Hidden away within The Dracula X Chronicles is the original Rondo of Blood. In this writer’s opinion this is the preferred way to experience the title but both versions are worth playing. Going back to the original Rondo of Blood after playing Symphony of the Night is especially interesting because you can see a turning point in the visual evolution of Castlevania. A lot of the level designs feature higher quality graphics and more details in their designs but are very much still classic Castlevania with the square block flooring. The first level even looks like the towns from Castlevania II: Simon’s Quest with a high quality graphics makeover. Going in the other direction, Richter and Maria are the same characters we later see in Symphony of the Night, as are the graphics for the subweapons and certain enemies like the flying medusa heads and the minotaur. The graphics are the visual representation of how Rondo of Blood was the transition from the classic Castlevanias to what would become known as Metroidvanias and Igavanias.
Symphony of the Night is considered by many to be the best Castlevania, and while we never got a home console follow up, the subsequent six Nintendo handheld titles were clearly spiritual successors to this. Symphony of the Night has us take control of Dracula’s half human son Alucard, who we first met in Castlevania III. Richter and Maria do make appearances throughout Alucard’s trek through Dracula’s castle. Rondo of Blood can be completed in a couple hours or so, depending on skill level, whereas Symphony of the Night can take anywhere from the 10-20 hour range depending on skill and familiarity with the game. The castle within Symphony of Night is huge, and through proper exploration an inverted, more challenging version of the castle can be unlocked which is necessary in order to get the true ending. There are multiple branching paths throughout the castle with some areas that are inaccessible until certain abilities are acquired or the pathway is opened from the other side.
Alucard does not control like a typical member of the Belmont clan. His animation is more fluid and his moves are more graceful. He can fight with a variety of weapons, though swords seem to be the most common. He can use magic, such as the triple fireball attack his father is notorious for using and assume different shapes such as a bat, wolf or mist. He can summon familiars to help him, like a flying demon or sword. There are some great boss battles to experience, such as the rotting Beelzebub and his pesky flies, the Granfaloon which is a big ball of corpses that drops zombies or the fake versions of Trevor, Grant and Sypha from Castlevania III. The toughest boss is not Dracula, but a massive demon named Galamoth that lurks within the Floating Catacombs, who is so large his height exceeds that of the screen. Trying to fight Galamoth with honor is challenging though it can be done. If you want to fight dirty, equip the Beryl circlet and you can absorb his lightning attacks which makes the fight a joke. If you’re lucky enough to get a Schmoo to randomly drop the Crissaegrim while roaming about the Forbidden Library, that makes the fight a lot easier too.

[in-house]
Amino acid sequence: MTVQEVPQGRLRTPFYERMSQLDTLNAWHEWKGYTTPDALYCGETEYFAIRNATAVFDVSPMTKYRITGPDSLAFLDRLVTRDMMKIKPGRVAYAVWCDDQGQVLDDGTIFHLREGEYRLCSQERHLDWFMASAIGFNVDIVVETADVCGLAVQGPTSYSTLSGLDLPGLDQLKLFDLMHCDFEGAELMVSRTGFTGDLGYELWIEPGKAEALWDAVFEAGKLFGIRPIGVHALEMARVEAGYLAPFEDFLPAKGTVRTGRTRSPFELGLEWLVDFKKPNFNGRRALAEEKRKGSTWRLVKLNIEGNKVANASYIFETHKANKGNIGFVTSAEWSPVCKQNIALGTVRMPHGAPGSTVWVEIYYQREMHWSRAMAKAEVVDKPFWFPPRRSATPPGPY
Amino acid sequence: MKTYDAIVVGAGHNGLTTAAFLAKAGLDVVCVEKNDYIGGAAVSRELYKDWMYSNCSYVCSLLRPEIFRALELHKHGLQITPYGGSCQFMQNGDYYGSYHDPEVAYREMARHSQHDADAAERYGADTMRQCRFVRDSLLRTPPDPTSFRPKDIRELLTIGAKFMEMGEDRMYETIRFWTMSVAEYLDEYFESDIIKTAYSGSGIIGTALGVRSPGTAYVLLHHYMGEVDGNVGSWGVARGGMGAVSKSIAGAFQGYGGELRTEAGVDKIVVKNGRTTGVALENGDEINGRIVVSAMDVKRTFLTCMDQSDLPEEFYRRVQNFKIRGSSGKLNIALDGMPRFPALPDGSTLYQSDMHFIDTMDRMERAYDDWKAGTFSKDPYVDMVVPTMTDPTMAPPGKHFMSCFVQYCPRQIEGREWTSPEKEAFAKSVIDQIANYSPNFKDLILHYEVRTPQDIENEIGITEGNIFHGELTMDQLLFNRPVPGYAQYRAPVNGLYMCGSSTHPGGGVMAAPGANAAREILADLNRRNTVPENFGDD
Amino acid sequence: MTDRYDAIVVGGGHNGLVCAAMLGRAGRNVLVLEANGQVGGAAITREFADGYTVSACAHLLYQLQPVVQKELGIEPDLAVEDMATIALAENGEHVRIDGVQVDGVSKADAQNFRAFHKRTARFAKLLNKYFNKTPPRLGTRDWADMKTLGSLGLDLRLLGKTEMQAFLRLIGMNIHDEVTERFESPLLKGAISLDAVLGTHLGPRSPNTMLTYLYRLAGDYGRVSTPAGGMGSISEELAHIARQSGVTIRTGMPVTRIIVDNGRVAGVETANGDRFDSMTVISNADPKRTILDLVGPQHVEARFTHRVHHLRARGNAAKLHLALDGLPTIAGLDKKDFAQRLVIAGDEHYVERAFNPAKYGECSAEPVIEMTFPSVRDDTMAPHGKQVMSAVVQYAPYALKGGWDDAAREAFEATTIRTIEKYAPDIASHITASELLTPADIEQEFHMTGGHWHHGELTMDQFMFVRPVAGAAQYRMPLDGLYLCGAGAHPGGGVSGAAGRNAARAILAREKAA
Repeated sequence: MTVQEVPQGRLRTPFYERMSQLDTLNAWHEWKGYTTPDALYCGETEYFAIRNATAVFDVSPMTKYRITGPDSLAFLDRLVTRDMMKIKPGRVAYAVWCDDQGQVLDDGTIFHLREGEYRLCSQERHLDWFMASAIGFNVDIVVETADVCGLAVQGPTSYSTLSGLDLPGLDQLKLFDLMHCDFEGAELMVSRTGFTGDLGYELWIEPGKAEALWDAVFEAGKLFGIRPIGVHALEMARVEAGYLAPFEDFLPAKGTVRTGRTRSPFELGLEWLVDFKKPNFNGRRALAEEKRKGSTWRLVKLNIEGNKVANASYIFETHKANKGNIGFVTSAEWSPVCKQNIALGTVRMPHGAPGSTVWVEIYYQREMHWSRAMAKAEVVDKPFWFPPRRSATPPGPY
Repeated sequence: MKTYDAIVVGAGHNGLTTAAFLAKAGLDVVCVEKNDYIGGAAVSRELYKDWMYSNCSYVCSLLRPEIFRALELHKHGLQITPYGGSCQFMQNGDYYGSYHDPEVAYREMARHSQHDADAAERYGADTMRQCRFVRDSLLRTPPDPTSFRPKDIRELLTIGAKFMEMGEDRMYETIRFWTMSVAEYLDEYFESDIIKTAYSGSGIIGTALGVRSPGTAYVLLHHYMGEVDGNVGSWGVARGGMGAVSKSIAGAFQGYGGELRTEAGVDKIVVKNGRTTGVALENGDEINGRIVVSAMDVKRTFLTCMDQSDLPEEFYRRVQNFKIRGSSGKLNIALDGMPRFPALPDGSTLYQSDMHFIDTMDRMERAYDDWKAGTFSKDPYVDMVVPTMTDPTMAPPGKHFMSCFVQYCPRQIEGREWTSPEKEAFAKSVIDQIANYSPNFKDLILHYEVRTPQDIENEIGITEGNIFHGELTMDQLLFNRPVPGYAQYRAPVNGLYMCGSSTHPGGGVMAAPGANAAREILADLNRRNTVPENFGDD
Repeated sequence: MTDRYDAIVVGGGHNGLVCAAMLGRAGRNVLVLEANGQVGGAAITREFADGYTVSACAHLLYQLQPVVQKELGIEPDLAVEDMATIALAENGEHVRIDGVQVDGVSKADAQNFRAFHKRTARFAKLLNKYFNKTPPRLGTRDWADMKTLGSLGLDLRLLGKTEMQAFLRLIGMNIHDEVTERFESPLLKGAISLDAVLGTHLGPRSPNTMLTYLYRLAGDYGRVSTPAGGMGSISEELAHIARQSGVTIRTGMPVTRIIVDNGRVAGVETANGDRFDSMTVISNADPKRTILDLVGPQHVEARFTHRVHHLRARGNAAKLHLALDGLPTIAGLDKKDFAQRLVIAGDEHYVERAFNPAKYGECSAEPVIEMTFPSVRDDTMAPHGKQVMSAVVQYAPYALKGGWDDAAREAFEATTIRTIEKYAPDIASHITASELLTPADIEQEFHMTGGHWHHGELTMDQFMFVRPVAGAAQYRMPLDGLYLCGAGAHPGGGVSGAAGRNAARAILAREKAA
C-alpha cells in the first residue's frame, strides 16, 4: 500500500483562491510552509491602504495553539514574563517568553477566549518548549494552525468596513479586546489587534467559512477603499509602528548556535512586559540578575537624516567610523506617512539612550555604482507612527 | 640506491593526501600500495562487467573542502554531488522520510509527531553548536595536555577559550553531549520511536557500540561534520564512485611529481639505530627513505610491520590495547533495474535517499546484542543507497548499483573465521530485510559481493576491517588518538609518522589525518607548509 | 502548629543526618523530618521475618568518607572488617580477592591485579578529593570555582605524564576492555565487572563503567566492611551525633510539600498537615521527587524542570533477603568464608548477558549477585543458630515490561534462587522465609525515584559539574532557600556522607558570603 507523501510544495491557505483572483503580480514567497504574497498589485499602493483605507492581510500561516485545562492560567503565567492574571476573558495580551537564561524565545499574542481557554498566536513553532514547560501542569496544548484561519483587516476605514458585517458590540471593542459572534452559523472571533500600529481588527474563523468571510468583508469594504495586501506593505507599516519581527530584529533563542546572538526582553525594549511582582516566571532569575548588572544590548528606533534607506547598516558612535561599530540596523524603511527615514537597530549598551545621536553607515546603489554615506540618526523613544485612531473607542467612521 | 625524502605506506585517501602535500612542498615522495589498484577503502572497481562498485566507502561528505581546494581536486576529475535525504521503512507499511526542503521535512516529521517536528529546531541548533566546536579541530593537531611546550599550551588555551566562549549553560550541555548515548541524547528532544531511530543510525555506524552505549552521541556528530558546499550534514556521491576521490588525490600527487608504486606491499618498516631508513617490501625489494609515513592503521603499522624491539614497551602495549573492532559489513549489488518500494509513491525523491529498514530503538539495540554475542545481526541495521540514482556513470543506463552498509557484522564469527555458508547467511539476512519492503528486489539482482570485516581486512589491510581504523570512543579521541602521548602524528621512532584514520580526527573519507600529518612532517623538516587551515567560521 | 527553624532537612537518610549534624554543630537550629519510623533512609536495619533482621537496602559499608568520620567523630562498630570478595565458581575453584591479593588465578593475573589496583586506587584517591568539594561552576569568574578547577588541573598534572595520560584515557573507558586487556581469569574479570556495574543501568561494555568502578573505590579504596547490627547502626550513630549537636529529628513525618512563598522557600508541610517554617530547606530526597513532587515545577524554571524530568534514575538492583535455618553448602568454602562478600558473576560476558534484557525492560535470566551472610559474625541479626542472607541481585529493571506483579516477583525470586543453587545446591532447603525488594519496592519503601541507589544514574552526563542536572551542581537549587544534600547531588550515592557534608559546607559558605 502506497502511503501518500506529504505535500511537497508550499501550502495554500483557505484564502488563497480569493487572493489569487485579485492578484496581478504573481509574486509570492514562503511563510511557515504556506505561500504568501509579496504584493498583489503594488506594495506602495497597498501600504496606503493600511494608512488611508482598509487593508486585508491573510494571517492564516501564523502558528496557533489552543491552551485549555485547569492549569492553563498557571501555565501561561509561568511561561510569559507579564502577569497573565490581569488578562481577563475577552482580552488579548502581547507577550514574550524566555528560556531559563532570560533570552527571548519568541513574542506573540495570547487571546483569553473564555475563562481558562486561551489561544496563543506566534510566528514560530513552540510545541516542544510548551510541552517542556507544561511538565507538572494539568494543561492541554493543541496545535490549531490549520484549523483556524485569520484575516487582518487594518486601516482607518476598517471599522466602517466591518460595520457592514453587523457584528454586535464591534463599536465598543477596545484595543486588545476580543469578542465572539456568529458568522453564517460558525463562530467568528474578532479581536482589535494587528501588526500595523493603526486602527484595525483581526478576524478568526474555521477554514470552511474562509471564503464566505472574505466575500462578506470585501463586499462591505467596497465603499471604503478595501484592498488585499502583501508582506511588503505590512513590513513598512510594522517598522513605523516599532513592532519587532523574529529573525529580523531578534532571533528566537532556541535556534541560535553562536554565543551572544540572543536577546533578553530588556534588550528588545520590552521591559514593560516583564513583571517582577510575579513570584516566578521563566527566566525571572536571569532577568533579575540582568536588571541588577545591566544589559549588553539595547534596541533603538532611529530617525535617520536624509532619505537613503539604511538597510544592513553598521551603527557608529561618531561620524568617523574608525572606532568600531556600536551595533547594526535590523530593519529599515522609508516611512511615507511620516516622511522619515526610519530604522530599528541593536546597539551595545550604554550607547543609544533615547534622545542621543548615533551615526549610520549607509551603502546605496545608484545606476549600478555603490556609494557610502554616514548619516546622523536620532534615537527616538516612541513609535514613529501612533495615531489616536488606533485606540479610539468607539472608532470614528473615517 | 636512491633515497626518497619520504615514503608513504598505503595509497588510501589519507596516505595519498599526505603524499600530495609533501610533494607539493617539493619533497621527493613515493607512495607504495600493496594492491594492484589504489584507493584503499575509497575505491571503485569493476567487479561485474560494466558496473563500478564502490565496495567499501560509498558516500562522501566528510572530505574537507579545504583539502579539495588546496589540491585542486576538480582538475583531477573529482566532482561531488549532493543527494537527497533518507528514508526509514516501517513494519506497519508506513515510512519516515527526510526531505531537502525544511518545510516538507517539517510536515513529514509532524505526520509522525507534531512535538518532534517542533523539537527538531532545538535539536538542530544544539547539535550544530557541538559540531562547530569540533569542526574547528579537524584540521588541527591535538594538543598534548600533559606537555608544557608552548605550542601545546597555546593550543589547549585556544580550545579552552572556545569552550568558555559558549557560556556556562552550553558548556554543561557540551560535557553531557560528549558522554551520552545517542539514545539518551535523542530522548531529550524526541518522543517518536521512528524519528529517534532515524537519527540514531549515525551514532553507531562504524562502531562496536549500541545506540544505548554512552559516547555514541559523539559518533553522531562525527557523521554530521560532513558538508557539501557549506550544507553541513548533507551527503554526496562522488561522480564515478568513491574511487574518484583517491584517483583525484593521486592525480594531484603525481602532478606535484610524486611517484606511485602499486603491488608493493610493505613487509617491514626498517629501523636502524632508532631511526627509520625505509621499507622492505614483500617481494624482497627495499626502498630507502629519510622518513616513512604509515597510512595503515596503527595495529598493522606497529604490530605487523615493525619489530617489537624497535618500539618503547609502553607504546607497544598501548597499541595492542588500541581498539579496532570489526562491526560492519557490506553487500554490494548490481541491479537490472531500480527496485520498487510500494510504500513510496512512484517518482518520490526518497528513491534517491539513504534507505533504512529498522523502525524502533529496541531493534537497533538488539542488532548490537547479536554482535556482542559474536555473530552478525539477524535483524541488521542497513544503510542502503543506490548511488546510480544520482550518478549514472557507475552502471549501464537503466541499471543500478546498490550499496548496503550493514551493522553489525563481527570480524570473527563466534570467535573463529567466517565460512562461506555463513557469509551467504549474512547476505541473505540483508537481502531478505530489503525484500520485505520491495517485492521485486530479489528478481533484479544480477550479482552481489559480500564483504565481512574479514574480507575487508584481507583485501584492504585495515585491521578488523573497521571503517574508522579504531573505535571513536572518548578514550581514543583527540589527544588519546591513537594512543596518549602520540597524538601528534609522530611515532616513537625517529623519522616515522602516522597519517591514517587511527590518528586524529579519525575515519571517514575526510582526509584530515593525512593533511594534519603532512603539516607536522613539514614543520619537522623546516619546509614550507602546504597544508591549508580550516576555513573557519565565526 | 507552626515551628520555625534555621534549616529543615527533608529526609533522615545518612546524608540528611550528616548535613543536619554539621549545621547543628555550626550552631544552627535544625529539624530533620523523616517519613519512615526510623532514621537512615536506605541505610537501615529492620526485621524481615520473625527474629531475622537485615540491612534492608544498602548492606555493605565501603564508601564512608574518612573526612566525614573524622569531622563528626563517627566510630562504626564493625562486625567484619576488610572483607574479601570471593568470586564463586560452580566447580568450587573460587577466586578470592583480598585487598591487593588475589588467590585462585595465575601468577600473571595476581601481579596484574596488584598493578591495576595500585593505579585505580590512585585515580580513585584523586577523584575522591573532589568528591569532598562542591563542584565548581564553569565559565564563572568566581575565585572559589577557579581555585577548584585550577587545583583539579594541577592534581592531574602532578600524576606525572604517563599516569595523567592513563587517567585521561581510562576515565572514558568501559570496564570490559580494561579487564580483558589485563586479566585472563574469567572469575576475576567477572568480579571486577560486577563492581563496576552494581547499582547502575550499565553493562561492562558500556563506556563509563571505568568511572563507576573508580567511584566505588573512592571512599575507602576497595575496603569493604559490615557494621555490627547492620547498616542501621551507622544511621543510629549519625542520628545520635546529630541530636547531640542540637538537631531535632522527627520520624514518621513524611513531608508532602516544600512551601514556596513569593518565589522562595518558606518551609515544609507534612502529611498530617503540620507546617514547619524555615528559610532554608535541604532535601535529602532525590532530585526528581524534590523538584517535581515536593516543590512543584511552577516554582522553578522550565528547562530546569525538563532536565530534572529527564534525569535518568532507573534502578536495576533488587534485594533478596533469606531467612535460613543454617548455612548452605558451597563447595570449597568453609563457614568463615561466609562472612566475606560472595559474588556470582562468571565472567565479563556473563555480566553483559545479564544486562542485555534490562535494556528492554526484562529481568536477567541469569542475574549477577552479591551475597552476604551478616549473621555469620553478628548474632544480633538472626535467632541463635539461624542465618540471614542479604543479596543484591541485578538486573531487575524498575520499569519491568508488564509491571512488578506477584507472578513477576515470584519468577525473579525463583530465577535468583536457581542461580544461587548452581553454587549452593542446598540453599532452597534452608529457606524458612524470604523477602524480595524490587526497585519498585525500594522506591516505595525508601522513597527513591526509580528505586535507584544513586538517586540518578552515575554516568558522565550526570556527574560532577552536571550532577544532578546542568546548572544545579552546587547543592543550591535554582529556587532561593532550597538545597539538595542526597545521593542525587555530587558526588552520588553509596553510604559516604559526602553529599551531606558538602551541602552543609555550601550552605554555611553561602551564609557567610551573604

For additional challenges, the game may be replayed as Richter or Maria by entering their respective names when starting a new game after completing the game once. Their playstyles do introduce unique challenges as the castle was designed for Alucard and his abilities but Castlevania isn’t exactly a franchise for people who are allergic to difficulty. Sadly, one of the more noticeable changes to the PSP version of Symphony of the Night is the dialog; they had the nerve to improve it while doing the port. The US dialog in the original PlayStation version is downright atrocious, but atrocious in a way that has become legendary over the years: “What is a man? A miserable little pile of secrets! But enough talk! Have at you!” Dialog like that could only be matched if Tommy Wiseau summoned the spirit of William Shakespeare to be a writing partner.
Castlevania: The Dracula X Chronicles offers the best Castlevania game and two versions of a very good Castlevania. The collection is not without its minor issues but even with the imperfections this is a essential item in anyone’s PSP library. Rondo of Blood feels dated but is still enjoyable whereas Symphony of the Night is as ageless as a true vampire with one of the best original game soundtracks. Few games are able to hold my attention after two decades, which is an elite club Symphony of the Night belongs to.
Get more Pocket Power. Click here to view every Pocket Power so far and prepare for a pocket-sized stroll down memory lane.